G

Guest

Guest
<font color='#000000'>is the velodyne cht-10 a good bargain at about $200</font>
 
Clint DeBoer

Clint DeBoer

Banned
<font color='#008080'>That's about fair. It's a good sub, though not very tight - once you compare it to more expensive models. If you want somehting to fill in the low end, the CHT-10 (which I have personally heard at length) will do fine.

Bottom line: for $200 it is a great choice.</font>
 
G

Guest

Guest
<font color='#000000'>is it a good idea to get it or sould i get something nicer?</font>
 
G

Guest

Guest
<font color='#000000'>i have like 40 min on that one... (its 2:30 eastern) what do u recomend for a 'tighter' sound and what exacty does that mean? more punch or somethin?</font>
 
G

Guest

Guest
<font color='#000000'>is the VELODYNE CT-120 a better sub?
can get it for the same price</font>
 
B

BTech

Audiophyte
<font color='#000000'>Hi all, Quick and easy question ... If your not running speakers through your sub, then what exactly does the crossover do ?</font>
 
G

Guest

Guest
<font color='#000000'><table border="0" align="center" width="95%" cellpadding="0" cellspacing="0"><tr><td>Quote </td></tr><tr><td id="QUOTE"> If your subs have built in crossovers as I suspect most of them do, then all you have to do is connect your receiver's amp section to the sub and then take the connection from the sub to your main speakers.
</td></tr></table>

This could be a recipe for disaster, especially if the sub is rated at 4 Ohms.  You can easily overdrive a receiver's amplifier into clipping and/or protective shutoff.

In the case of unpowered sub(s) I would recommend a separate power amplifier for the sub(s) instead of the receiver's amps, or as you indicated get powered sub(s).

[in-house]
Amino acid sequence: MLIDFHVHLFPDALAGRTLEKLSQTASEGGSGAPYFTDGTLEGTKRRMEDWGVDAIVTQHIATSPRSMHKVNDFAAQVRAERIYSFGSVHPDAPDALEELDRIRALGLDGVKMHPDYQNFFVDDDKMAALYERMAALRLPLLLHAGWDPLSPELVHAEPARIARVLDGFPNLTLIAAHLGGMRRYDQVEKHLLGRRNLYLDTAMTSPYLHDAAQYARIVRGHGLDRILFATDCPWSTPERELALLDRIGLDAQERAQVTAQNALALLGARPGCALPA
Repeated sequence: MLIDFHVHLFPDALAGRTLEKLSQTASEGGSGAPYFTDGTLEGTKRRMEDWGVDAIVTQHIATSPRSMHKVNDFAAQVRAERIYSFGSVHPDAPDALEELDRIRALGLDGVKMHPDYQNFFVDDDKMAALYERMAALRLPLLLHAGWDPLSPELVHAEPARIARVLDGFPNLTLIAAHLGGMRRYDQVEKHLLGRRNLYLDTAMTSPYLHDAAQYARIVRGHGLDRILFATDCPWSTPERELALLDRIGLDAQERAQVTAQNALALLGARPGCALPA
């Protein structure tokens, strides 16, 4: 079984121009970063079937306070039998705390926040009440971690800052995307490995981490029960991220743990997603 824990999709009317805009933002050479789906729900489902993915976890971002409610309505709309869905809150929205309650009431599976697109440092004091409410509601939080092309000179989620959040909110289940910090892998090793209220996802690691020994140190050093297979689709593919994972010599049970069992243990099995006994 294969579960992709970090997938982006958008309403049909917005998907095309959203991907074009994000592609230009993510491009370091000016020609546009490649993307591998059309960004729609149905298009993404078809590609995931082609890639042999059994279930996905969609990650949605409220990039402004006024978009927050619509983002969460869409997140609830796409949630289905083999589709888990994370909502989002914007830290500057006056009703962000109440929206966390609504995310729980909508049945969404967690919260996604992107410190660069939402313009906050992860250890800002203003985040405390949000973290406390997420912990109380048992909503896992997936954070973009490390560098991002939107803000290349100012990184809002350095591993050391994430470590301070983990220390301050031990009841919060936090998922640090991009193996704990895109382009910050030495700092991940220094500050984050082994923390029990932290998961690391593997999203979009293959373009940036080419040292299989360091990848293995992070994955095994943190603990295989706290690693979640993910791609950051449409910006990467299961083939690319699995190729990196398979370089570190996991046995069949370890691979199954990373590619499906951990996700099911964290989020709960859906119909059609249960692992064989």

__

BTech,
The sub's crossover is there as an alternative to using the internal crossover in the HT processor.  Many subs have a switch that turns off their internal crossover completely.  If they don't then you simply turn the sub's crossover up to it's highest setting when using the crossover in the HT processor.

For example, to use the sub's internal crossover you could feed the L&amp;R  LINE-OUT from the HT processor to the sub first, and then use the L&amp;R  LINE-OUT from the sub to the L&amp;R  LINE-IN  of the amplifiers for the main speakers.  This could also work with receivers if they have L&amp;R PRE-OUTs and L&amp;R AMP-INS.

This means in the HT processor you must set sub=no, mains=large and set the sub's crossover frequency between sub and mains to blend them where they sound the best.  

A good crossover starting point is to set the sub's crossover an octave above the mains -3dB low frequency spec, but this does depend on what type of crossovers the sub uses.

An example of the octave above the mains -3dB;
mains -3dB = 30Hz
sub xover set to 60Hz</font>
 

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